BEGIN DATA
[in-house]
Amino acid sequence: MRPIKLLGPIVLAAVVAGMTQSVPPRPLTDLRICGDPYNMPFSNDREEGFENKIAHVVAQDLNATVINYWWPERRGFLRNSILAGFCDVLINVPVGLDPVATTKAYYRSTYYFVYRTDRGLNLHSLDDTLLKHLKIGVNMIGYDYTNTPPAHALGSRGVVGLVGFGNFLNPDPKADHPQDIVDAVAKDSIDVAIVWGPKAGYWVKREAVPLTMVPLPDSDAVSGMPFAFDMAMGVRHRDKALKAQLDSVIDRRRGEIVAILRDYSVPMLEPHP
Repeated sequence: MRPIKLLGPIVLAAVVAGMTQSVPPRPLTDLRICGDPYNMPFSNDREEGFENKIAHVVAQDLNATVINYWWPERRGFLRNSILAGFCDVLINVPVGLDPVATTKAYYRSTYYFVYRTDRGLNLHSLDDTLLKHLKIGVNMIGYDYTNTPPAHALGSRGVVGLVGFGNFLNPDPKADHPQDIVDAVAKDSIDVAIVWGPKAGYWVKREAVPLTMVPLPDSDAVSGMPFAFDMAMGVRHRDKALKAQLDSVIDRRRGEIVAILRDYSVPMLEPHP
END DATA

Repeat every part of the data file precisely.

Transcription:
[in-house]
Amino acid sequence: MRPIKLLGPIVLAAVVAGMTQSVPPRPLTDLRICGDPYNMPFSNDREEGFENKIAHVVAQDLNATVINYWWPERRGFLRNSILAGFCDVLINVPVGLDPVATTKAYYRSTYYFVYRTDRGLNLHSLDDTLLKHLKIGVNMIGYDYTNTPPAHALGSRGVVGLVGFGNFLNPDPKADHPQDIVDAVAKDSIDVAIVWGPKAGYWVKREAVPLTMVPLPDSDAVSGMPFAFDMAMGVRHRDKALKAQLDSVIDRRRGEIVAILRDYSVPMLEPHP
Repeated sequence: MRPIKLLGPIVLAAVVAGMTQSVPPRPLTDLRICGDPYNMPFSNDREEGFENKIAHVVAQDLNATVINYWWPERRGFLRNSILAGFCDVLINVPVGLDPVATTKAYYRSTYYFVYRTDRGLNLHSLDDTLLKHLKIGVNMIGYDYTNTPPAHALGSRGVVGLVGFGNFLNPDPKADHPQDIVDAVAKDSIDVAIVWGPKAGYWVKREAVPLTMVPLPDSDAVSGMPFAFDMAMGVRHRDKALKAQLDSVIDRRRGEIVAILRDYSVPMLEPHP